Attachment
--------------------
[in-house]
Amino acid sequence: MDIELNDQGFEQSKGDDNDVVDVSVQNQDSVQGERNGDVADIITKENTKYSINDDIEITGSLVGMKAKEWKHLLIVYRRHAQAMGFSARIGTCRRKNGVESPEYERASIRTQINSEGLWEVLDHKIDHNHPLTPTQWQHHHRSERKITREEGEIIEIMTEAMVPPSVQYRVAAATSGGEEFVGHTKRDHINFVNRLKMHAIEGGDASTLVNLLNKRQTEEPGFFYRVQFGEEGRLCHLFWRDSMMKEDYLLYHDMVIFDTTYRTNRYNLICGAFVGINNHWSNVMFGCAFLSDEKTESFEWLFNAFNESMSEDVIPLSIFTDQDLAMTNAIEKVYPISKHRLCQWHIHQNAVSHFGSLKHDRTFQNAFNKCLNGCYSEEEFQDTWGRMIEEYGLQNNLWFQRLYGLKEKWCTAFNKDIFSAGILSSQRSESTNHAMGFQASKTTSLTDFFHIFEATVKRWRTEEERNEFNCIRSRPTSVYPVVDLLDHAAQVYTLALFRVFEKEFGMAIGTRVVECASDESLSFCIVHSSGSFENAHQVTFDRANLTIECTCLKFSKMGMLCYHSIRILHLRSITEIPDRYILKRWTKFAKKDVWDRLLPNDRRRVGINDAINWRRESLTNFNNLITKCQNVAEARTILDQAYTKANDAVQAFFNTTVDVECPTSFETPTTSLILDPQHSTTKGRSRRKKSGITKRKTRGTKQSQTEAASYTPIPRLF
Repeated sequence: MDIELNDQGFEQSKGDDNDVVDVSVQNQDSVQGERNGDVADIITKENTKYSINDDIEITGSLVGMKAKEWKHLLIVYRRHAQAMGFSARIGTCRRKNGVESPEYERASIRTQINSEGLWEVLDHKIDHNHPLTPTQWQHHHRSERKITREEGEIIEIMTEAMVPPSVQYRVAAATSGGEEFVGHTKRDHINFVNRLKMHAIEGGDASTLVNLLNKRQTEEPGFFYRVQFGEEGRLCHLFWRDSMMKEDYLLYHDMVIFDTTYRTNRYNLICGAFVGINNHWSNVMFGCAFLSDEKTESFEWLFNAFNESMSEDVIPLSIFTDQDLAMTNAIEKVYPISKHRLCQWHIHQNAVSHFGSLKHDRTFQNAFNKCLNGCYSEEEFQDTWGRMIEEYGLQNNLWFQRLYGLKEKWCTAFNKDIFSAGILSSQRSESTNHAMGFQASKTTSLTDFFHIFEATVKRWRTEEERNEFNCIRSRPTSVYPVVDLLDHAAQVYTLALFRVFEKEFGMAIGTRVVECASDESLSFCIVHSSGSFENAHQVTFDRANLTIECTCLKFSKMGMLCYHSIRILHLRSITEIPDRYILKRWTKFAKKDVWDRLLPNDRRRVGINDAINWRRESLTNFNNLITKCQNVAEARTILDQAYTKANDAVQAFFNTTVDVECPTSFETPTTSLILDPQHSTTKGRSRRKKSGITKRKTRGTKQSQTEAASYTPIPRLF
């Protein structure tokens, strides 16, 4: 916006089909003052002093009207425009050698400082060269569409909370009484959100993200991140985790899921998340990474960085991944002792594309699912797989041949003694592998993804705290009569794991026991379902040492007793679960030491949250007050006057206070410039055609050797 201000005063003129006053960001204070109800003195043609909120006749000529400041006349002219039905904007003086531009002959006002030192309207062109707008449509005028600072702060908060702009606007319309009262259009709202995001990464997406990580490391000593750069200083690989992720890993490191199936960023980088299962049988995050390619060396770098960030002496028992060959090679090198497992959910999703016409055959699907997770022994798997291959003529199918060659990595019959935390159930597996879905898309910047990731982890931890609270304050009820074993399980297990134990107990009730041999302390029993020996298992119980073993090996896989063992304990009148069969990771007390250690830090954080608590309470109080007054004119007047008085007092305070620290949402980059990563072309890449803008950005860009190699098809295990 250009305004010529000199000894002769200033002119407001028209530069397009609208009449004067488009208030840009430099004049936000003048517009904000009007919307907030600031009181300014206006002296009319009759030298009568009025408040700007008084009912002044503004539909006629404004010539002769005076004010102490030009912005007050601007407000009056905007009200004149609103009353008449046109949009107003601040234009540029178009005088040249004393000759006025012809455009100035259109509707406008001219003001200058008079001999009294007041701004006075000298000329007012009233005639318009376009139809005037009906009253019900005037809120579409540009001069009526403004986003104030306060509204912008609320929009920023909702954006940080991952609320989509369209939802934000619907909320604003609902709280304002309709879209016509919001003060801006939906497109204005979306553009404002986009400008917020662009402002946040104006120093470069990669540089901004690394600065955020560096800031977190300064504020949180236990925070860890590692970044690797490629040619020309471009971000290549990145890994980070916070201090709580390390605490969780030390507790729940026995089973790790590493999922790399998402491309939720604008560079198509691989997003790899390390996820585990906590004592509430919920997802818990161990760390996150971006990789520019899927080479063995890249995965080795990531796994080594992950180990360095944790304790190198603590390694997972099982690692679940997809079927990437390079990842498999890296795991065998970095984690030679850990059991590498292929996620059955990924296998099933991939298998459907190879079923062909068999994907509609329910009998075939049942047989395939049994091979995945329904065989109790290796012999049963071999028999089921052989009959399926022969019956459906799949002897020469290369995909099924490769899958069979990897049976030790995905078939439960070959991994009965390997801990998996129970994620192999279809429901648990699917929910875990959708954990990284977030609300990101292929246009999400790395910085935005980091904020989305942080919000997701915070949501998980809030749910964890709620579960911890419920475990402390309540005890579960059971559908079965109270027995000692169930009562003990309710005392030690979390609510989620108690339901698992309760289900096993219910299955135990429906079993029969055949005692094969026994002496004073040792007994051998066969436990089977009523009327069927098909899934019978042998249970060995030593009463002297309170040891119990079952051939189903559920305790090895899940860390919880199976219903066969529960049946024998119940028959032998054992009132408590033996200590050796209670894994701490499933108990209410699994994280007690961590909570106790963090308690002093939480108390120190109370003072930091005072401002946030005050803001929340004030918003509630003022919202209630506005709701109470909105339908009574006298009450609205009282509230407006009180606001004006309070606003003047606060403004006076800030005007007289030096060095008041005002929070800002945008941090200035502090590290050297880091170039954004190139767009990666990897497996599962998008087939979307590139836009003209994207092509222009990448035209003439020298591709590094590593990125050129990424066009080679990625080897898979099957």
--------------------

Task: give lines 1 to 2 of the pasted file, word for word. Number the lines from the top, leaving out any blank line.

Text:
[in-house]
Amino acid sequence: MDIELNDQGFEQSKGDDNDVVDVSVQNQDSVQGERNGDVADIITKENTKYSINDDIEITGSLVGMKAKEWKHLLIVYRRHAQAMGFSARIGTCRRKNGVESPEYERASIRTQINSEGLWEVLDHKIDHNHPLTPTQWQHHHRSERKITREEGEIIEIMTEAMVPPSVQYRVAAATSGGEEFVGHTKRDHINFVNRLKMHAIEGGDASTLVNLLNKRQTEEPGFFYRVQFGEEGRLCHLFWRDSMMKEDYLLYHDMVIFDTTYRTNRYNLICGAFVGINNHWSNVMFGCAFLSDEKTESFEWLFNAFNESMSEDVIPLSIFTDQDLAMTNAIEKVYPISKHRLCQWHIHQNAVSHFGSLKHDRTFQNAFNKCLNGCYSEEEFQDTWGRMIEEYGLQNNLWFQRLYGLKEKWCTAFNKDIFSAGILSSQRSESTNHAMGFQASKTTSLTDFFHIFEATVKRWRTEEERNEFNCIRSRPTSVYPVVDLLDHAAQVYTLALFRVFEKEFGMAIGTRVVECASDESLSFCIVHSSGSFENAHQVTFDRANLTIECTCLKFSKMGMLCYHSIRILHLRSITEIPDRYILKRWTKFAKKDVWDRLLPNDRRRVGINDAINWRRESLTNFNNLITKCQNVAEARTILDQAYTKANDAVQAFFNTTVDVECPTSFETPTTSLILDPQHSTTKGRSRRKKSGITKRKTRGTKQSQTEAASYTPIPRLF